Date of Award


Document Type



Edith Cowan University

Degree Name

Master of Education


Faculty of Education

First Supervisor

Dr Andrew Taggart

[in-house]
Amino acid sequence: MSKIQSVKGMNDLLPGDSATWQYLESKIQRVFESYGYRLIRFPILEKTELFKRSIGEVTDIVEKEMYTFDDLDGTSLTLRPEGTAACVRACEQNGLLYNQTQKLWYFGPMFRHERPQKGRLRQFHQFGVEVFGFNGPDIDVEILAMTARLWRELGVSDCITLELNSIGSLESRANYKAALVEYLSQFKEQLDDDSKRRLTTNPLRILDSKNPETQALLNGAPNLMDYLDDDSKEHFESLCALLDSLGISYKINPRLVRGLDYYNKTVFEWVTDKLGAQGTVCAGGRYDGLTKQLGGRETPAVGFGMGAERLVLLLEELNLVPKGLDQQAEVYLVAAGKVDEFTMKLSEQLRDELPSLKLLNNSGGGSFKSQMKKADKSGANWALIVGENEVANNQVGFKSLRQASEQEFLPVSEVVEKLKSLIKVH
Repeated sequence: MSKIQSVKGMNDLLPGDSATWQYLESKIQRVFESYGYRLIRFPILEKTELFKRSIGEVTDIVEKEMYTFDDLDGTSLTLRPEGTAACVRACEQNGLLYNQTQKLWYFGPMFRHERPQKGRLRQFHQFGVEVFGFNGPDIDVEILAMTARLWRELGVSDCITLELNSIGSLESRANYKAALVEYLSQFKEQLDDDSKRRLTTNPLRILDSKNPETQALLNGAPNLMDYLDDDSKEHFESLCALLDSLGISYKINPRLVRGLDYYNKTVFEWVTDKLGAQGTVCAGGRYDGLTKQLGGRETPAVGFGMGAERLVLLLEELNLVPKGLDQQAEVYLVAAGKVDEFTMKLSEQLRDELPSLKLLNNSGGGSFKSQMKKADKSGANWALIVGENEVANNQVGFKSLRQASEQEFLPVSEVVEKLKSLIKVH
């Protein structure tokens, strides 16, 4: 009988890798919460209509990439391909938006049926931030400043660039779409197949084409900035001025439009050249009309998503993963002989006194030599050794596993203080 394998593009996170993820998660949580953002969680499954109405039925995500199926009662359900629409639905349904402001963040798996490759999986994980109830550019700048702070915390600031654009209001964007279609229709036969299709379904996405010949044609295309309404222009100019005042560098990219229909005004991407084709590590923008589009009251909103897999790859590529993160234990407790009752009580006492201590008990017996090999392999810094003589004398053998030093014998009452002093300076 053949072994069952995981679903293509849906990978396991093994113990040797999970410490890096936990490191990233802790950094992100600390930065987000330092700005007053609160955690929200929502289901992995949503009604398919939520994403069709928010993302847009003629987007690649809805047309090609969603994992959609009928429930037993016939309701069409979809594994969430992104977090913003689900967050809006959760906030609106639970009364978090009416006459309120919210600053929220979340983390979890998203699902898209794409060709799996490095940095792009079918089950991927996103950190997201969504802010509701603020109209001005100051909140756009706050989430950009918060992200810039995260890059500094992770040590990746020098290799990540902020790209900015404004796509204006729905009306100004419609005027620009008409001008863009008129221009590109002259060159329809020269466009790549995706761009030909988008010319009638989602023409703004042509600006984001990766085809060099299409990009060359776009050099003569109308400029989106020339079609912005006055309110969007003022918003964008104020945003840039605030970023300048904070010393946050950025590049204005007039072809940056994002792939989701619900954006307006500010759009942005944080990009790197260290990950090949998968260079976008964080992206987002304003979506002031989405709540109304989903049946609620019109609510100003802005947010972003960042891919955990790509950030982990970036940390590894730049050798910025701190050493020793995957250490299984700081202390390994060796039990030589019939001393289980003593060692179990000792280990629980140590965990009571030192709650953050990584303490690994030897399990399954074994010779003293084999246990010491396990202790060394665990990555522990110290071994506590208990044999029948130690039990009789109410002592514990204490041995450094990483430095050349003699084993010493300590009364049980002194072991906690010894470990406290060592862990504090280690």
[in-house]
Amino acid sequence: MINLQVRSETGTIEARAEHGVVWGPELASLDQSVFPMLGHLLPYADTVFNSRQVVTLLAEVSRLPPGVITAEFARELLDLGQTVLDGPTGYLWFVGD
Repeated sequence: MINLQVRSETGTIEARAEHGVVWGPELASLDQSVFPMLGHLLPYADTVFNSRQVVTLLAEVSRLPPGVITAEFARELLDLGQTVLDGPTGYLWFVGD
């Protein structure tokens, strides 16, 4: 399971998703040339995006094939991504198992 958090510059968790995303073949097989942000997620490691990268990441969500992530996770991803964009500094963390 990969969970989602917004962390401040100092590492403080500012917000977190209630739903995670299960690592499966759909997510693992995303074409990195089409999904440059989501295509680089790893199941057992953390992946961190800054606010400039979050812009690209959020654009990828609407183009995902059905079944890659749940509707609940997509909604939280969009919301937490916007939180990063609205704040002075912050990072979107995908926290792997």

Children are not as active as they may appear and they do not voluntarily engage in moderate to high intensity activity as commonly perceived by the general public. With coronary heart disease risk factors now found to have origins in childhood there is a real need for children to adopt lifestyles that will produce healthier adults. In Perth the Western Australian Schools Physical Activity and Nutrition project (WASPAN) has been implemented, as a Year 6 intervention, addressing the problems of poor nutritional habits and low activity levels. The focus of this case-study was to describe the physical activity component of the WASPAN project and to monitor the process of its implementation. The physical activity programme is founded on the concept of systematically increasing children's activity and fitness levels at school in a secure and enjoyable environment, then planning for this and associated activity to generalise into the children's own settings. Two schools were chosen for the study. One Year 6 class of children at each school was intensively monitored for levels of fitness and physical activity. Their attitudes towards fitness, sports and activity were recorded. At both schools the class teachers and their implementation of the fitness programme became an important area of the study. In addition the influence of the school principal and the children's parents in the promotion of physical activity and their contribution to the behaviour modification of the children's lifestyles was described. Multiple data methods were utilised, centering on participant observation and combining field notes, document analysis, interviewing, questionnaires, fitness testing, heart-rate monitoring, interval recording and surveys. Within both classes low and high fitness children were targeted for additional indepth investigation. The study was directed by the data, which revealed that the two teachers implemented the physical education programme in two vastly different ways. This difference in the implementation process impacted on the influence the programme had on the children at the different schools. Results showed the children were enthusiastic towards the programme and fitness and activity levels increased. Closer analysis revealed that the low fitness/low activity children did not make significant activity increases. These children tended to get little support from home compared with high fitness children. Analysis of the parent interviews indicated that the parents of the low fitness children also tended to live in lower socioeconomic areas than the high fitness children's families. A second 'at risk' group also emerged in the course of the study. These were the 'average' children whose level of fitness caused the teachers little concern. At the end of the study several of these children were antagonistic towards the fitness programme. They had received little praise or encouragement from their teachers and as a result their motivation and attitude towards the programme had declined. Some had been overtaken by several of the low fitness children in the fitness levels measured. The attitude of the principal towards physical fitness proved to have a significant effect on the teacher and the children. The two school principals studied also provided a good contrast in levels of enthusiasm and support for the implementation.